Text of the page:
Jul,10

5.2.5.1.2 Meter Factor Method
5.2.5.2 CAUSES OF VARIATIONS IN METER FACTOR
There are many factors which can change the performance of a displacement meter. Some factors, such as the entrance of foreign matter into the meter, can be remedied only by eliminating the cause of the problem. Other factors depend on the properties of the liquid being measured; these must be overcome by properly designing and operating the metering system. The variables which have the greatest effect on the meter factor are flow rate, viscosity, temperature, and foreign matter (for example, paraffin in the liquid). If a meter is proved and operated on liquids with inherently identical properties, under the same conditions as in service, the highest level of accu- racy may be expected. If there are changes in one or more of the liquid properties or in the operating conditions between the proving and the operating cycles, then a change in meter factor may result, and a new meter factor must be determined.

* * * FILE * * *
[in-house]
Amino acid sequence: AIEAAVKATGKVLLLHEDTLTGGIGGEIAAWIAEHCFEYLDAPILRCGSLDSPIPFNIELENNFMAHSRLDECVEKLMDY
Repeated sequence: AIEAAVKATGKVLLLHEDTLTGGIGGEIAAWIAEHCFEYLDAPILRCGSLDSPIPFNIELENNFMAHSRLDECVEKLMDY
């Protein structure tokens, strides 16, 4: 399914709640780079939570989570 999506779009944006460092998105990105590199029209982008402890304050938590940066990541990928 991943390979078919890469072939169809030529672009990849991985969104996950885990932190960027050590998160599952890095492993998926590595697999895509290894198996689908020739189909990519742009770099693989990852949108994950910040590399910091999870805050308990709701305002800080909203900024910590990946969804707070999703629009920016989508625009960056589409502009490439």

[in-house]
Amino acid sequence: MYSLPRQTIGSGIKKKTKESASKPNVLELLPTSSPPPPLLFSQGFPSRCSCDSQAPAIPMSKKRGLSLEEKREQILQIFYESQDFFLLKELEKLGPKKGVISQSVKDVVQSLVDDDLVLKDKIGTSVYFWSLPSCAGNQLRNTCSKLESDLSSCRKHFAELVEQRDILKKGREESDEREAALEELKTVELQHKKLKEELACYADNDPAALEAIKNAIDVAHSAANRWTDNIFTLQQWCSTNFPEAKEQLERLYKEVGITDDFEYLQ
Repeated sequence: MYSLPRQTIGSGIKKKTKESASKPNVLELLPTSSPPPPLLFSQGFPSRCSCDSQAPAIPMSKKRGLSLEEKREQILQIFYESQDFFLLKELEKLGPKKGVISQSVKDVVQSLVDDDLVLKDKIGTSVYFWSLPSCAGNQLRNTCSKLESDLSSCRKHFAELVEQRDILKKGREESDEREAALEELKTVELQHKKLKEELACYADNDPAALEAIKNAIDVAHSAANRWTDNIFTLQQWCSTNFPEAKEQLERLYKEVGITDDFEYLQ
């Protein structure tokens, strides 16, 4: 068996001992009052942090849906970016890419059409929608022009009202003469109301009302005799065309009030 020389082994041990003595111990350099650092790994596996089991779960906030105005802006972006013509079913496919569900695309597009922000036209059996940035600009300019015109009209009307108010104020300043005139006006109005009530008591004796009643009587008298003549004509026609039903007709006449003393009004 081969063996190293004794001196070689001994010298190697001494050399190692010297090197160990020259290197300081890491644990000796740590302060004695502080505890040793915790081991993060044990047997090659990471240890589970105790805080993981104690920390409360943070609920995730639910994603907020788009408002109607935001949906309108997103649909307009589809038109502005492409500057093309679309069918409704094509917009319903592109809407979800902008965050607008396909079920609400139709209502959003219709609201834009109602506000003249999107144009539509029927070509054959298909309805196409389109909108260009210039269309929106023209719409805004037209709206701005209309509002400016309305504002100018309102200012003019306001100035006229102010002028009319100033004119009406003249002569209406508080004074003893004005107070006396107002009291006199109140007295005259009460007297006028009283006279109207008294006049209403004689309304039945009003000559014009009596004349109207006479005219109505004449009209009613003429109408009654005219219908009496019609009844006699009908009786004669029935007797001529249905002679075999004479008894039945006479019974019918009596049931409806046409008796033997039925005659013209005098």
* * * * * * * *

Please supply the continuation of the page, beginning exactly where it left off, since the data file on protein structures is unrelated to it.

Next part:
5.2.5.2.1 Flow Rate Changes Meter factor varies with flow rate.
At the lower end of the range of flow rates, the meter-factor curve may become less reliable and less consistent than it is at the middle and higher rates. If a plot of meter factor versus flow rate has been devel- oped for a given set of operating conditions, it is possible to select a meter factor from the curve; however, if a proving system is permanently installed, it is preferable to reprove the meter and apply the value determined by the reproving. If a change in total flow rate occurs in a bank of two, three, or more displacement meters installed in parallel, the usual pro- cedure is to avoid overranging or underranging an individual meter by varying the number of meters in use, thereby distrib-uting the total flow among a suitable number of parallel dis- placement meters.
5.2.5.2.2 Viscosity Changes
The meter factor of a displacement meter is affected by changes in viscosity which results in variable “slippage”. Slippage is a term used to describe the small flow rate through the meter clearances which bypasses the measuring chamber. The meter factor accounts for the rate of slippage only if the slippage rate is constant. Viscosity may vary as a result of changes in the liquids to be measured or as a result of changes in temperature that occur without any change in the liquid. It is therefore important to take into account the parameters that have changed before a meter factor is selected from a plot of meter factor versus viscosity. It is preferable to reprove the meter if the liquid changes or if a significant viscosity change occurs.

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